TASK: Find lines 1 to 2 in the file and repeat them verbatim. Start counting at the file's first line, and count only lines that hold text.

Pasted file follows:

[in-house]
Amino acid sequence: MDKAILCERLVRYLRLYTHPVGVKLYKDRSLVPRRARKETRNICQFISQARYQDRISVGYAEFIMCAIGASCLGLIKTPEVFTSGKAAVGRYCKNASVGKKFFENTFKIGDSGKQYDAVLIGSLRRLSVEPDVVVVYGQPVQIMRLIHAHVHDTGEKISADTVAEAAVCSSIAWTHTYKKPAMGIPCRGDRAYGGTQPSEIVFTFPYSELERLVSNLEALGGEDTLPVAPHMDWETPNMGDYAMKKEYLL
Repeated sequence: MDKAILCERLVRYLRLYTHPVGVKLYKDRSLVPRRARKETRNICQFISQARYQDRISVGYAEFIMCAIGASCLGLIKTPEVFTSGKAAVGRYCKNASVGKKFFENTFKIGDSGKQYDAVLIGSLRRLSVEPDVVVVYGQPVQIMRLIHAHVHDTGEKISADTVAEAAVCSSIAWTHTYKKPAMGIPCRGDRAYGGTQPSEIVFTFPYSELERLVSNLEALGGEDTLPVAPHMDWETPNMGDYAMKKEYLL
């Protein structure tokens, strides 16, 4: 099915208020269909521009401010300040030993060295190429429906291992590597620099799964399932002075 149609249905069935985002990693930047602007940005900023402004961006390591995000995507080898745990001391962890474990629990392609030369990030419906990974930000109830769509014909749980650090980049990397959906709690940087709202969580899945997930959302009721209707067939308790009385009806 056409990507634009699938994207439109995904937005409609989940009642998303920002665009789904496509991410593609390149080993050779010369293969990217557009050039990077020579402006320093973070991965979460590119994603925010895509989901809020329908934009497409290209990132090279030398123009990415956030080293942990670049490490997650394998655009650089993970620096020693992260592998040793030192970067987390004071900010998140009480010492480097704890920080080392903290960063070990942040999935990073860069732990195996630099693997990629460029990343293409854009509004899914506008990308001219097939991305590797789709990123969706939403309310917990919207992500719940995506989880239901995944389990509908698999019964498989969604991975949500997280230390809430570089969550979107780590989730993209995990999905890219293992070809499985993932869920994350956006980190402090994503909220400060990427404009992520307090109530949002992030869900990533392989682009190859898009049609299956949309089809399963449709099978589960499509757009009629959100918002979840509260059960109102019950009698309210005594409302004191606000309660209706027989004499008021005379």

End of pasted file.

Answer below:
[in-house]
Amino acid sequence: MDKAILCERLVRYLRLYTHPVGVKLYKDRSLVPRRARKETRNICQFISQARYQDRISVGYAEFIMCAIGASCLGLIKTPEVFTSGKAAVGRYCKNASVGKKFFENTFKIGDSGKQYDAVLIGSLRRLSVEPDVVVVYGQPVQIMRLIHAHVHDTGEKISADTVAEAAVCSSIAWTHTYKKPAMGIPCRGDRAYGGTQPSEIVFTFPYSELERLVSNLEALGGEDTLPVAPHMDWETPNMGDYAMKKEYLL